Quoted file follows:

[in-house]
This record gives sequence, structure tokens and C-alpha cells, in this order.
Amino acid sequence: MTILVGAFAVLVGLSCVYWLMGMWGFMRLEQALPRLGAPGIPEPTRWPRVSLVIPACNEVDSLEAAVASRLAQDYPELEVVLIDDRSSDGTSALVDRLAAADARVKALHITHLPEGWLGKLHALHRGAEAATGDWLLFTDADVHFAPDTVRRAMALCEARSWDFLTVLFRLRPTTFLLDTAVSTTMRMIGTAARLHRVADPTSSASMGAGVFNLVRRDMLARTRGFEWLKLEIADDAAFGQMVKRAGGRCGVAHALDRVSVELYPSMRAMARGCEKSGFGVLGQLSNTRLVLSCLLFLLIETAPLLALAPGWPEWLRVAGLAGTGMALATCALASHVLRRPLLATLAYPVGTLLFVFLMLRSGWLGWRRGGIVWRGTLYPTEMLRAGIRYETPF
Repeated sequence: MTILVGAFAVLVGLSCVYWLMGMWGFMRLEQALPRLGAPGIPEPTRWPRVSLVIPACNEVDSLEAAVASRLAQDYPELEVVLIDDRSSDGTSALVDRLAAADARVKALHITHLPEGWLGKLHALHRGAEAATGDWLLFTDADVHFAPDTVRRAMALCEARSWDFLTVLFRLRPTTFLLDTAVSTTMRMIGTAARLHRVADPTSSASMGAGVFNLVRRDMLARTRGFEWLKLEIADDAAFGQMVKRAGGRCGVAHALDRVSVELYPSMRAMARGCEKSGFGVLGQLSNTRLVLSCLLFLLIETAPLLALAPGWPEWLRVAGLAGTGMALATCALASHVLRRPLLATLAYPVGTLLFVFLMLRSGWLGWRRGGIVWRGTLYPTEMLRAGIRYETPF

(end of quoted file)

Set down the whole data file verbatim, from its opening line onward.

[in-house]
This record gives sequence, structure tokens and C-alpha cells, in this order.
Amino acid sequence: MTILVGAFAVLVGLSCVYWLMGMWGFMRLEQALPRLGAPGIPEPTRWPRVSLVIPACNEVDSLEAAVASRLAQDYPELEVVLIDDRSSDGTSALVDRLAAADARVKALHITHLPEGWLGKLHALHRGAEAATGDWLLFTDADVHFAPDTVRRAMALCEARSWDFLTVLFRLRPTTFLLDTAVSTTMRMIGTAARLHRVADPTSSASMGAGVFNLVRRDMLARTRGFEWLKLEIADDAAFGQMVKRAGGRCGVAHALDRVSVELYPSMRAMARGCEKSGFGVLGQLSNTRLVLSCLLFLLIETAPLLALAPGWPEWLRVAGLAGTGMALATCALASHVLRRPLLATLAYPVGTLLFVFLMLRSGWLGWRRGGIVWRGTLYPTEMLRAGIRYETPF
Repeated sequence: MTILVGAFAVLVGLSCVYWLMGMWGFMRLEQALPRLGAPGIPEPTRWPRVSLVIPACNEVDSLEAAVASRLAQDYPELEVVLIDDRSSDGTSALVDRLAAADARVKALHITHLPEGWLGKLHALHRGAEAATGDWLLFTDADVHFAPDTVRRAMALCEARSWDFLTVLFRLRPTTFLLDTAVSTTMRMIGTAARLHRVADPTSSASMGAGVFNLVRRDMLARTRGFEWLKLEIADDAAFGQMVKRAGGRCGVAHALDRVSVELYPSMRAMARGCEKSGFGVLGQLSNTRLVLSCLLFLLIETAPLLALAPGWPEWLRVAGLAGTGMALATCALASHVLRRPLLATLAYPVGTLLFVFLMLRSGWLGWRRGGIVWRGTLYPTEMLRAGIRYETPF